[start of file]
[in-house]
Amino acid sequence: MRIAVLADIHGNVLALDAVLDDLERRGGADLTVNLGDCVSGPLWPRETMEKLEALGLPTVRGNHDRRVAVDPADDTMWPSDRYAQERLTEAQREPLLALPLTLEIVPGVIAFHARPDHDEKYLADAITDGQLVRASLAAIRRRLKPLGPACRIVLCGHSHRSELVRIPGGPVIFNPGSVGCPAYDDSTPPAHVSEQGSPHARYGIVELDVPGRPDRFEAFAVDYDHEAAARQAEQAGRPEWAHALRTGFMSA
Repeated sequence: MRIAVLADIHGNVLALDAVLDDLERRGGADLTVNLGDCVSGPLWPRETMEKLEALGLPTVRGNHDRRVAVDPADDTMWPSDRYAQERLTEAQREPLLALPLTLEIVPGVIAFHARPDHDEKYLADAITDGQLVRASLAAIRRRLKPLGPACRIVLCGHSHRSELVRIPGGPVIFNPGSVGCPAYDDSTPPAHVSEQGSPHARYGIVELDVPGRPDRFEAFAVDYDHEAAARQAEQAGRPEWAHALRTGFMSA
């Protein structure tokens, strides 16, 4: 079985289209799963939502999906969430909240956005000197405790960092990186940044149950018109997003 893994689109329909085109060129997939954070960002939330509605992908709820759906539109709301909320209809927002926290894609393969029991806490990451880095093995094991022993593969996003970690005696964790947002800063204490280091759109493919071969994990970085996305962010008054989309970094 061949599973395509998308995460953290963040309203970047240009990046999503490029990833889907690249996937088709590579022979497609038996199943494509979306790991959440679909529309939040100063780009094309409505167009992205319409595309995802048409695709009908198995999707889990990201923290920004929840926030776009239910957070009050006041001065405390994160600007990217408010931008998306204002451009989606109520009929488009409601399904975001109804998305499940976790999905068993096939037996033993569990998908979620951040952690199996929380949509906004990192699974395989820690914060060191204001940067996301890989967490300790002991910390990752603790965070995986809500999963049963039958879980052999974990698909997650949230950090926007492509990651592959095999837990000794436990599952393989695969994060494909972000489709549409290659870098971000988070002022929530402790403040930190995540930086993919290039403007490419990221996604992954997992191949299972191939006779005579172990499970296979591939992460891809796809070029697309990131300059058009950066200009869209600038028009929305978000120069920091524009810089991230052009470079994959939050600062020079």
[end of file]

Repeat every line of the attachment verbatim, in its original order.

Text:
[in-house]
Amino acid sequence: MRIAVLADIHGNVLALDAVLDDLERRGGADLTVNLGDCVSGPLWPRETMEKLEALGLPTVRGNHDRRVAVDPADDTMWPSDRYAQERLTEAQREPLLALPLTLEIVPGVIAFHARPDHDEKYLADAITDGQLVRASLAAIRRRLKPLGPACRIVLCGHSHRSELVRIPGGPVIFNPGSVGCPAYDDSTPPAHVSEQGSPHARYGIVELDVPGRPDRFEAFAVDYDHEAAARQAEQAGRPEWAHALRTGFMSA
Repeated sequence: MRIAVLADIHGNVLALDAVLDDLERRGGADLTVNLGDCVSGPLWPRETMEKLEALGLPTVRGNHDRRVAVDPADDTMWPSDRYAQERLTEAQREPLLALPLTLEIVPGVIAFHARPDHDEKYLADAITDGQLVRASLAAIRRRLKPLGPACRIVLCGHSHRSELVRIPGGPVIFNPGSVGCPAYDDSTPPAHVSEQGSPHARYGIVELDVPGRPDRFEAFAVDYDHEAAARQAEQAGRPEWAHALRTGFMSA
């Protein structure tokens, strides 16, 4: 079985289209799963939502999906969430909240956005000197405790960092990186940044149950018109997003 893994689109329909085109060129997939954070960002939330509605992908709820759906539109709301909320209809927002926290894609393969029991806490990451880095093995094991022993593969996003970690005696964790947002800063204490280091759109493919071969994990970085996305962010008054989309970094 061949599973395509998308995460953290963040309203970047240009990046999503490029990833889907690249996937088709590579022979497609038996199943494509979306790991959440679909529309939040100063780009094309409505167009992205319409595309995802048409695709009908198995999707889990990201923290920004929840926030776009239910957070009050006041001065405390994160600007990217408010931008998306204002451009989606109520009929488009409601399904975001109804998305499940976790999905068993096939037996033993569990998908979620951040952690199996929380949509906004990192699974395989820690914060060191204001940067996301890989967490300790002991910390990752603790965070995986809500999963049963039958879980052999974990698909997650949230950090926007492509990651592959095999837990000794436990599952393989695969994060494909972000489709549409290659870098971000988070002022929530402790403040930190995540930086993919290039403007490419990221996604992954997992191949299972191939006779005579172990499970296979591939992460891809796809070029697309990131300059058009950066200009869209600038028009929305978000120069920091524009810089991230052009470079994959939050600062020079």